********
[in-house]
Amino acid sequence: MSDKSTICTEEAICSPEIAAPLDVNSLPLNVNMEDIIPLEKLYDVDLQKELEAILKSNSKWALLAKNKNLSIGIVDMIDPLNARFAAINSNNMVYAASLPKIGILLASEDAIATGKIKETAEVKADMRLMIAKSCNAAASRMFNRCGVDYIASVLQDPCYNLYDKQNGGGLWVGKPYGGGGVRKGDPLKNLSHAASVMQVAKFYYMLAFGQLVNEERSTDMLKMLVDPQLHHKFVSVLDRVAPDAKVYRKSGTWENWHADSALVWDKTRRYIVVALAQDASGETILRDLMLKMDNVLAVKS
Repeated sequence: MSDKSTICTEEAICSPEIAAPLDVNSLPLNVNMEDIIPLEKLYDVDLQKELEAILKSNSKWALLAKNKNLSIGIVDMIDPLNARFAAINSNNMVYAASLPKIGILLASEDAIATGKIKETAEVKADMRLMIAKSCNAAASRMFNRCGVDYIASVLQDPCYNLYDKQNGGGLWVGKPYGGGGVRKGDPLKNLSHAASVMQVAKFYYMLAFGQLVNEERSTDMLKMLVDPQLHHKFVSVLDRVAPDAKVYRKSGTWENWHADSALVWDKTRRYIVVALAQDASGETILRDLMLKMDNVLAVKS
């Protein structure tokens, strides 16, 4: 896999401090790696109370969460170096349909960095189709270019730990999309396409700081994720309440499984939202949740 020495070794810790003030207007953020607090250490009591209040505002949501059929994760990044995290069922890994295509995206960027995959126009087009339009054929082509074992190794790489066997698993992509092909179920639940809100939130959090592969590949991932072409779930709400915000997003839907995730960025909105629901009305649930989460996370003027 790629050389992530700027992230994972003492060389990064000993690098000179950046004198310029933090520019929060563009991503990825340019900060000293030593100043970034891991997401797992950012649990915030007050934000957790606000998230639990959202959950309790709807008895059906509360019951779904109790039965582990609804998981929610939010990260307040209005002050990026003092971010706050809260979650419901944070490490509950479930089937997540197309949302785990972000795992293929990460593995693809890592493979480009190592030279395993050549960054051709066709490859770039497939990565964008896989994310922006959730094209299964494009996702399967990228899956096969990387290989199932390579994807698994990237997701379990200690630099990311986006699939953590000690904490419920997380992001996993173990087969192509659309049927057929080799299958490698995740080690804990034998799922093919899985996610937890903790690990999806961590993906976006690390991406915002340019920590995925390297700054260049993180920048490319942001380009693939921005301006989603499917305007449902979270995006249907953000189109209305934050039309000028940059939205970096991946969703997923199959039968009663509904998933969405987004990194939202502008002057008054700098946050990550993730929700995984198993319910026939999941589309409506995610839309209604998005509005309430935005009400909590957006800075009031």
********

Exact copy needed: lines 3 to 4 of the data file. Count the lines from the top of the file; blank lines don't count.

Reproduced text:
Repeated sequence: MSDKSTICTEEAICSPEIAAPLDVNSLPLNVNMEDIIPLEKLYDVDLQKELEAILKSNSKWALLAKNKNLSIGIVDMIDPLNARFAAINSNNMVYAASLPKIGILLASEDAIATGKIKETAEVKADMRLMIAKSCNAAASRMFNRCGVDYIASVLQDPCYNLYDKQNGGGLWVGKPYGGGGVRKGDPLKNLSHAASVMQVAKFYYMLAFGQLVNEERSTDMLKMLVDPQLHHKFVSVLDRVAPDAKVYRKSGTWENWHADSALVWDKTRRYIVVALAQDASGETILRDLMLKMDNVLAVKS
């Protein structure tokens, strides 16, 4: 896999401090790696109370969460170096349909960095189709270019730990999309396409700081994720309440499984939202949740 020495070794810790003030207007953020607090250490009591209040505002949501059929994760990044995290069922890994295509995206960027995959126009087009339009054929082509074992190794790489066997698993992509092909179920639940809100939130959090592969590949991932072409779930709400915000997003839907995730960025909105629901009305649930989460996370003027 790629050389992530700027992230994972003492060389990064000993690098000179950046004198310029933090520019929060563009991503990825340019900060000293030593100043970034891991997401797992950012649990915030007050934000957790606000998230639990959202959950309790709807008895059906509360019951779904109790039965582990609804998981929610939010990260307040209005002050990026003092971010706050809260979650419901944070490490509950479930089937997540197309949302785990972000795992293929990460593995693809890592493979480009190592030279395993050549960054051709066709490859770039497939990565964008896989994310922006959730094209299964494009996702399967990228899956096969990387290989199932390579994807698994990237997701379990200690630099990311986006699939953590000690904490419920997380992001996993173990087969192509659309049927057929080799299958490698995740080690804990034998799922093919899985996610937890903790690990999806961590993906976006690390991406915002340019920590995925390297700054260049993180920048490319942001380009693939921005301006989603499917305007449902979270995006249907953000189109209305934050039309000028940059939205970096991946969703997923199959039968009663509904998933969405987004990194939202502008002057008054700098946050990550993730929700995984198993319910026939999941589309409506995610839309209604998005509005309430935005009400909590957006800075009031």